‘Dunkirk’ Review


dunkirk-poster-600x889I am a big fan of Christopher Nolan. The films that he writes and directs are usually different and amazing. When I found out he wanted to make his passion project, Dunkirk, I was excited. We had never seen him do a war film before and I wanted to know what kind of expertise and gravitas he would bring to a film of this nature. After seeing the first trailer, I was not very impressed but hoped the film would be more interesting. I have now seen the film, and while it’s not a terrible film, I do not think it is up to par with Christopher Nolan’s previous films. Nor do I think it is the greatest war film of all time. The film is about the evacuation of the Allied soldiers that were trapped on the beaches of Dunkirk, France during World War II. The film is also told from three perspectives and in a non-linear fashion. From the land, we follow a young British private named Tommy as he tries to escape the beaches of Dunkirk. From the air, we follow two RAF pilots, Farrier and Collins, as they take down enemy planes. And from the sea, we follow Mr. Dawson, his son Peter, and Peter’s friend George as they sail to Dunkirk to ferry soldiers home to safety. The non-linear aspect of this film was a tad confusing as you are not told when you are switching from one perspective to the next. Therefore it is hard to grasp a sense of time. I feel if it were clearer when we were switching perspectives, or if each perspective were told separately, the film would have made more sense throughout. The cinematography and use of practical effects did add a realism to this film that most war films lack. The acting was fine and there were great moments of suspense, however, there was little dialogue. I understand that aspect of the film was by design, as Nolan wanted fans to focus on the situations that the characters were in, instead of what they were saying. Yet, I felt that it backfired as I hardly cared about the characters in the film because I didn’t really get to know any of them. Towards the end some light gets shed on the motivations of a few of the characters, but nothing more. Christopher Nolan cast great actors such as Tom Hardy, Kenneth Branagh, and Cillian Murphy to play the roles in this film. Yet, every actor I recognized felt like a glorified cameo. Another setback for me was the film’s score. I was expecting an exciting sound from the composer, Hans Zimmer, but the music was rather dull and bleak. It did appropriately reflect the situation the soldiers were in, but it didn’t really change during the heroic moments. I give Dunkirk a Normal 6/10. I’m happy Christopher Nolan tried something different, but now its time for him to get back into filming something exhilarating and fun. Perhaps something like Bond 25.


  1. […] Darkest Hour is a British biographical war drama film directed by Joe Wright and written by Anthony McCarten. The film stars Gary Oldman, Ben Mendelsohn, Kristin Scott Thomas, Lily James, Stephen Dillane, and Ronald Pickup. The story follows Winston Churchill during his first days as Prime Minister, while Hitler closes in on Britain during World War II. Joe Wright does a great job at directing many of the scenes in this film. He manages to both capture the feeling in the room and display everyone’s thoughts without even using words. The costume design and makeup in the film give the audience a feel for being in a WWII era Europe. Getting this right is important for any period piece. Gary Oldman is Winston Churchill in this film. It looks as if the studio went back in time and snagged Churchill from 1940 and asked him to play himself in their film. The way Oldman Oldman spoke and looked was identical to the way Churchill sounded. He may have overdone it on his mumbling, but he was still entertaining. His interaction with the other political contemporaries is interesting to see and hear. Kristin Scott Thomas is quite enjoyable as Clementine Churchill. Her role is more comical and involved than expected. Due to Churchill handling a lot of his business at home, the audience is treated to much of their interaction. She helps bring out more of the emotional side of Churchill that isn’t often seen by the public. Ben Mendelsohn is enjoyable as King George VI in a role that is more of an extended cameo. In his few scenes with Churchill and other characters, Mendelsohn manages to deliver a few laughs and heartening lines. It would be great to see an entire film about King George VI with Ben Mendelsohn in the starring role. Lily James is fine as Churchill’s personal secretary Elizabeth Layton, but her character feels very unnecessary to the plot. Due to the film focusing more on the politics of Britain during World War II, there isn’t any action. A two-hour film based on war that doesn’t show footage of the war should be able to hold its own with dialogue and drama. While Darkest Hour does have many dramatic moments, the dialogue isn’t intriguing nor engaging enough to keep the viewer’s interest, so at times the film lags and feels slow. I give Darkest Hour a Normal 6.5/10. The film serves as a suitable history lesson that would make an educational double feature with Dunkirk. […]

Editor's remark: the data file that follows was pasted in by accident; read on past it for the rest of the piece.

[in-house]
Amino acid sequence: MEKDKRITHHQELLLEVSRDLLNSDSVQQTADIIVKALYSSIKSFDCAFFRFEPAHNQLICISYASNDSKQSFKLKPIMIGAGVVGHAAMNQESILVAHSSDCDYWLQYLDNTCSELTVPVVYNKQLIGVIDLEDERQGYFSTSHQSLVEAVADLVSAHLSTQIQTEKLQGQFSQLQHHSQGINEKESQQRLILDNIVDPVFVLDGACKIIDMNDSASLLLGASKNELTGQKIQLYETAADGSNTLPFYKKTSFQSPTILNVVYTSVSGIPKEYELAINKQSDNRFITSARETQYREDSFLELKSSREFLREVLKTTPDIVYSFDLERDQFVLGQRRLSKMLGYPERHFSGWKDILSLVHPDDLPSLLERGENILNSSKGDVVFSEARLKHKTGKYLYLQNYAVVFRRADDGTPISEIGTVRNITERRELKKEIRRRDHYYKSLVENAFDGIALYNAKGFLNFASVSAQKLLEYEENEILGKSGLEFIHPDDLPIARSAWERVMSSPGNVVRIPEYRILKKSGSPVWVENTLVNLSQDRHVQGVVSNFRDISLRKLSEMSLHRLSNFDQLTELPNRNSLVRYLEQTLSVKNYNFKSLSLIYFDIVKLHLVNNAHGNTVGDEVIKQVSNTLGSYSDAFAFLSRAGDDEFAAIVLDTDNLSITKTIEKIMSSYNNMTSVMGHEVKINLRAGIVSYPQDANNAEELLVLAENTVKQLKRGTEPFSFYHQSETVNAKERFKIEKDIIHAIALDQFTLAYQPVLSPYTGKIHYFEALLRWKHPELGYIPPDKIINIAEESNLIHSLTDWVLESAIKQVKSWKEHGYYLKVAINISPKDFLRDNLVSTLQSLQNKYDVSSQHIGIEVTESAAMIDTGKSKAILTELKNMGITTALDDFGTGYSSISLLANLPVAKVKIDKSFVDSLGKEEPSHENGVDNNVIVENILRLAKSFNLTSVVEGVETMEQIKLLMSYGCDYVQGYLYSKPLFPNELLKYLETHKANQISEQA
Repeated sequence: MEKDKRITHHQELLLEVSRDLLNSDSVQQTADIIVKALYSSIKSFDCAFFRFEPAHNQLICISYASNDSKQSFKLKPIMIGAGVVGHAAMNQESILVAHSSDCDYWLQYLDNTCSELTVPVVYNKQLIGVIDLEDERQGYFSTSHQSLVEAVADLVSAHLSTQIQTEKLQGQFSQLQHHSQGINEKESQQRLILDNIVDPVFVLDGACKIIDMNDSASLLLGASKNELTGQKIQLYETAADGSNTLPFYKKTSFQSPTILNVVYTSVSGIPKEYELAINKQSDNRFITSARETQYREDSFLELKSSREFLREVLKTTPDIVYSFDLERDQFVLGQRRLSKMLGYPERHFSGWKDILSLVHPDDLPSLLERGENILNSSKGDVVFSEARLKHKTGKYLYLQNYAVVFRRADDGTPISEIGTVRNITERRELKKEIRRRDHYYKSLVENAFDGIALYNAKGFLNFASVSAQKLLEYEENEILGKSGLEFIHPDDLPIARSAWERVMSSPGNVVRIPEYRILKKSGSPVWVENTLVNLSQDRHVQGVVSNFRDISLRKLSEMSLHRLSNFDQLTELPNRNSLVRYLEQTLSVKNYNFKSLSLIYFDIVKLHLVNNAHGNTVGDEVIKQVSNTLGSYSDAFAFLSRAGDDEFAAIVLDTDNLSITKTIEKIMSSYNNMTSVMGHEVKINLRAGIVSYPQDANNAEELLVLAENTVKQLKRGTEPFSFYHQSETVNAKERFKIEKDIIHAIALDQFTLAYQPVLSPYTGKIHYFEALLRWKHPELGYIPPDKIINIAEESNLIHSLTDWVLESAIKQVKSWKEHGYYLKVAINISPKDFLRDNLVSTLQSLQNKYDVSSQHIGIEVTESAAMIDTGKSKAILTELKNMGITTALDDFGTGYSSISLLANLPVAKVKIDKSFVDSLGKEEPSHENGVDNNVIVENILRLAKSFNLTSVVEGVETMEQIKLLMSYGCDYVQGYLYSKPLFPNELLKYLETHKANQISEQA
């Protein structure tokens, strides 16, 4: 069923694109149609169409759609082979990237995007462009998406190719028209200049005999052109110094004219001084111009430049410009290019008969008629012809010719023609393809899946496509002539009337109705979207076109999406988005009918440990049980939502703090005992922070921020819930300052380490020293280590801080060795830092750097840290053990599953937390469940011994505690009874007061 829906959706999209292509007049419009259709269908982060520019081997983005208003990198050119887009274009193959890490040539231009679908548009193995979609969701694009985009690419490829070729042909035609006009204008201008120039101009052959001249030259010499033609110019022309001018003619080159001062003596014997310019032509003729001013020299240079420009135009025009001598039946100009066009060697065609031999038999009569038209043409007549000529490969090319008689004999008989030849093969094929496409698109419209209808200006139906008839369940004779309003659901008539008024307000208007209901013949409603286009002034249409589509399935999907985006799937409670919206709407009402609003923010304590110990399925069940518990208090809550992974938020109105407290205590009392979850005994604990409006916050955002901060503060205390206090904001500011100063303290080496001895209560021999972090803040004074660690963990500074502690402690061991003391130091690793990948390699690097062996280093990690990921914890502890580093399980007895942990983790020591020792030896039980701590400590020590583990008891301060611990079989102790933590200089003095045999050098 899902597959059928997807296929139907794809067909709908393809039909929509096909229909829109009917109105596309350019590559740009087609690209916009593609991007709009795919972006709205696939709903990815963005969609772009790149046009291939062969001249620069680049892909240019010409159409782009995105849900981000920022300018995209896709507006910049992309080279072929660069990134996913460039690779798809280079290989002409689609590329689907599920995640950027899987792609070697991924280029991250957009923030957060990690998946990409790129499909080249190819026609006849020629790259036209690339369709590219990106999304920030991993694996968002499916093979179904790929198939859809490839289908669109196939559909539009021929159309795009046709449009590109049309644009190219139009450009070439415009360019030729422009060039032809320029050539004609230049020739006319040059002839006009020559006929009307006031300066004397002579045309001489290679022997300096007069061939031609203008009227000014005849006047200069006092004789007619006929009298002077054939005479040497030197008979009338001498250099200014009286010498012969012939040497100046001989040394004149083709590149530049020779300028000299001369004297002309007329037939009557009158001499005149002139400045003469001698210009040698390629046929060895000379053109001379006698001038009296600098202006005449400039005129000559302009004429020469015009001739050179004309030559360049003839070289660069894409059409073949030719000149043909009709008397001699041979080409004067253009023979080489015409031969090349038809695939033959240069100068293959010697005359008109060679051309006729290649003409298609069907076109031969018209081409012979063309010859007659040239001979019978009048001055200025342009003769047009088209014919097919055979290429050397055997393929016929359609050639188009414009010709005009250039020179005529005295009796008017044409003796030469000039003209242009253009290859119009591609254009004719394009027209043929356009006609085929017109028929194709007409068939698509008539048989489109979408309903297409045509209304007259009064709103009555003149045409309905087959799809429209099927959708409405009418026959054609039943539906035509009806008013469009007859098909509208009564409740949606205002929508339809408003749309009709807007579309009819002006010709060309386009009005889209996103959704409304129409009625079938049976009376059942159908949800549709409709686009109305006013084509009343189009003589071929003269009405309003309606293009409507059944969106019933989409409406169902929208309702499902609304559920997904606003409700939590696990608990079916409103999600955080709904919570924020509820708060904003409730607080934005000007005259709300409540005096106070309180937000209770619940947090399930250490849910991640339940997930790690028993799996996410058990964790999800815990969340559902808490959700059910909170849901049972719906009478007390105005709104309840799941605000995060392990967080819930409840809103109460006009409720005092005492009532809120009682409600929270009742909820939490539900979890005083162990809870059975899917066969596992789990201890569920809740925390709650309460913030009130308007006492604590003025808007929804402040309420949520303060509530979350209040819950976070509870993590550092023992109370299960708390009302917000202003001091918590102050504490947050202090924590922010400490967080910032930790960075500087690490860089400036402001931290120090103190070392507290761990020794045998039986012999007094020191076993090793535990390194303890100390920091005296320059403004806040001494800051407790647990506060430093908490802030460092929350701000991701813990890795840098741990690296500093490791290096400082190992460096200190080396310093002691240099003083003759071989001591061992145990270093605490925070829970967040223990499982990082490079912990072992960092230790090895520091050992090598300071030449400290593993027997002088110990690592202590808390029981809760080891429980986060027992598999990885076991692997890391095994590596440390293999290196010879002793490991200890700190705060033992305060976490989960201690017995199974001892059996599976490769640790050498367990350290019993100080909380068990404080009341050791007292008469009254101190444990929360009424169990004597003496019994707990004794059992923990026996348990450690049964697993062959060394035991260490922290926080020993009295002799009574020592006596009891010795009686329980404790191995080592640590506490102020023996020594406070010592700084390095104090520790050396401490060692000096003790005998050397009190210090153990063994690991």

2. […] of gravity on time in Interstellar, and the non-chronological narrative present in Memento and Dunkirk. In Tenet, Nolan deals with an unconventional form of time travel. People and objects are inverted […]

  3. […] the video, Oppenheimer is an epic semibiographical drama written and directed by Christopher Nolan (Dunkirk). Featuring Cillian Murphy, Emily Blunt, Matt Damon, Robert Downey Jr., Florence Pugh, Josh […]

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